Consequently the great majority of paedophiles pose no actual threat to children they work with. Moreover paedophiles often make the best youth workers, teachers, coaches etc. because their sexuality offers them a deeper interest in, understanding of and sympathy with children than is generally found amongst non-paedophiles.

4. Paedophiles wish to impose ‘adult sexuality’ on the children.

One of the fallacious uses of language common in the popular discourse round this issue is to talk about paedophiles wanting, or having, ‘Sex’ with children. To most non-paedophiles ‘sex’ means ‘intercourse’ and so by a leap of logic the public thinks of paedophiles as wanting to have intercourse with children. This is wrong. What the typical paedophiles think of as ‘sex’ differs from what adult teleiophiles consider as ‘sex’.

The most important difference is that any form of penetration cannot have the same place it has in adult-adult relationships : the typical paedophile would not wish to do anything that the child would not enjoy, be hurt by or that would betray the trust and friendship shared by the adult and child. Essentially what most turns on a paedophile is a happy, relaxed child who is herself turned-on.

Rather than the adult imposing his desires on the child it is very much about allowing the child to determine what takes place and responding to the child’s interest, – much as an adult playing football with a 7-year old adapts his mode of play to ensure that the experience is enjoyable and constructive for the child so does a caring paedophile.

‘Sexual’ activities range from ‘sensuality’ (tickling, kissing and stroking…) to acts that would be classed as ‘foreplay’ in the context of adult-adult sex.

5. Paedophiles seek to have power over children.

The child/paedophile relationship is one of the very few in which the adult and the child are equals. Unlike a child’s relationship with her parents, teachers, policemen, social workers etc. the child can end the relationship. She can even reveal it to her parents or other authorities, if she is not happy. The paedophile will care deeply about the child’s opinion of him and about the child’s needs, feelings and opinions. Generally paedophiles find a deep satisfaction and happiness in the equality of their relationship.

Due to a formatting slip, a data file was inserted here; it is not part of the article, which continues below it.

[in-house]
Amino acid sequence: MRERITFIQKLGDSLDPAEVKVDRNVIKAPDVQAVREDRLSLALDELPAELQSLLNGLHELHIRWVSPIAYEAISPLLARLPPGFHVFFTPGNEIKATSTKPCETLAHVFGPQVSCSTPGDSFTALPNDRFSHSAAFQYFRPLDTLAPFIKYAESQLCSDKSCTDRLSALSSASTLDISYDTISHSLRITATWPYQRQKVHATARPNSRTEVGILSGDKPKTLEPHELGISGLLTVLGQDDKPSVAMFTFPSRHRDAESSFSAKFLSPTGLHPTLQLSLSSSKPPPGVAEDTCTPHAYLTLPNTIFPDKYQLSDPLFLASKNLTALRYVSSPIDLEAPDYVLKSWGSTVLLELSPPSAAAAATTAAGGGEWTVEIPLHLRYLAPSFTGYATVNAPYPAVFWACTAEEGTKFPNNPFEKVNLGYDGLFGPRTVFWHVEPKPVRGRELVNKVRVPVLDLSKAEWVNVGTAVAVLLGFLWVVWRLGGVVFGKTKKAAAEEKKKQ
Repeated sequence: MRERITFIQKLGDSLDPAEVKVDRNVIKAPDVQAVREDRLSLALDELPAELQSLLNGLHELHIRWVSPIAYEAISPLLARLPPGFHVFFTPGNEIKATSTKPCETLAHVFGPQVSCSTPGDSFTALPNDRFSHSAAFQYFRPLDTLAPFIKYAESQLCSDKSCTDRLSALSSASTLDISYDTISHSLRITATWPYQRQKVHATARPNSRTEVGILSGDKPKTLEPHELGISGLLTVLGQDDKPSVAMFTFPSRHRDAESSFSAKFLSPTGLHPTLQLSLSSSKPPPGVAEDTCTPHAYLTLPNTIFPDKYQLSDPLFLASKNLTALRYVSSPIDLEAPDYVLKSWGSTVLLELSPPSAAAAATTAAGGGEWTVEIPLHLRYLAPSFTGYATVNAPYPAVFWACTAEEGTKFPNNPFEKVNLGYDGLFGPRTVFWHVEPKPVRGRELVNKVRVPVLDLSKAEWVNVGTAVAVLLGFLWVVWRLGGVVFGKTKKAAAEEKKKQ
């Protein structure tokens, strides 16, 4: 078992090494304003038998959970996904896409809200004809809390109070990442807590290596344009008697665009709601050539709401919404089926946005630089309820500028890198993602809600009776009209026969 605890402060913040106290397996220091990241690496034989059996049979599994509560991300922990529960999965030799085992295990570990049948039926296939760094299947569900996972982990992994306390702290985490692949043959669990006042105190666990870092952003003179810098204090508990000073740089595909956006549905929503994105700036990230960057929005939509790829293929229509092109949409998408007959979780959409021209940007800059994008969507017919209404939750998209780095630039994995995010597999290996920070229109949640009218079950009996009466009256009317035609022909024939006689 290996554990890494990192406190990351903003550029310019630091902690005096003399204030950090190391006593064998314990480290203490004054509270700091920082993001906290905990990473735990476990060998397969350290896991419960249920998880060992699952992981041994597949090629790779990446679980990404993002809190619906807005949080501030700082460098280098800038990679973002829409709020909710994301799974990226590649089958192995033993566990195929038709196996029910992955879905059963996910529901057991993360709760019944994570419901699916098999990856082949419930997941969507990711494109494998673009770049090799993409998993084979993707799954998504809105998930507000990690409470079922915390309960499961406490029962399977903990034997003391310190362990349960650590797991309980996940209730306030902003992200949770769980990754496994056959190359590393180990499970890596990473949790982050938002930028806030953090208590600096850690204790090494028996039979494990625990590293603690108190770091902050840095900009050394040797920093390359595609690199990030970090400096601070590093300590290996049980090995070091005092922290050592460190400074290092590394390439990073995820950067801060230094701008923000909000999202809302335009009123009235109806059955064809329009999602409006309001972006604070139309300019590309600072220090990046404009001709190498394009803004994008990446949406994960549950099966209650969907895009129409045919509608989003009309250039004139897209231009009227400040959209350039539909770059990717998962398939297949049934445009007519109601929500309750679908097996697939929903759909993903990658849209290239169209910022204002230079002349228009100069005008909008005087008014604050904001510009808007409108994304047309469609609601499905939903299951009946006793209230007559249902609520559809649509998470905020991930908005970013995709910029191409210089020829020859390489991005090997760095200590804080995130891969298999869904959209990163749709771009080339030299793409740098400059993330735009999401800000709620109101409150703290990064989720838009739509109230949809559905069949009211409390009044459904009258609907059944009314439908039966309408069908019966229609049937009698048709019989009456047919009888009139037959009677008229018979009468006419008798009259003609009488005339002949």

6. Paedophiles don’t love children but just want them for sex.

Paedophiles can fall as deeply in love with a child as adults do with other adults. Even non-paedophiles will acknowledge that a child can be beautiful, sweet, charming, and delightful, and will have memories of being in love with a child from when they themselves were children. Is it really so ridiculous to find oneself, as an adult, thoroughly enchanted by a child?

The fact that society finds it so hard to imagine that an adult could experience an intense, non-parental love for a child indicates the low esteem and value that society places on children as humans with distinct self-hoods. Children are as much ‘people’ as adults,and as such it shouldn’t be thought ridiculous that someone could appreciate and love them for their individual qualities and character.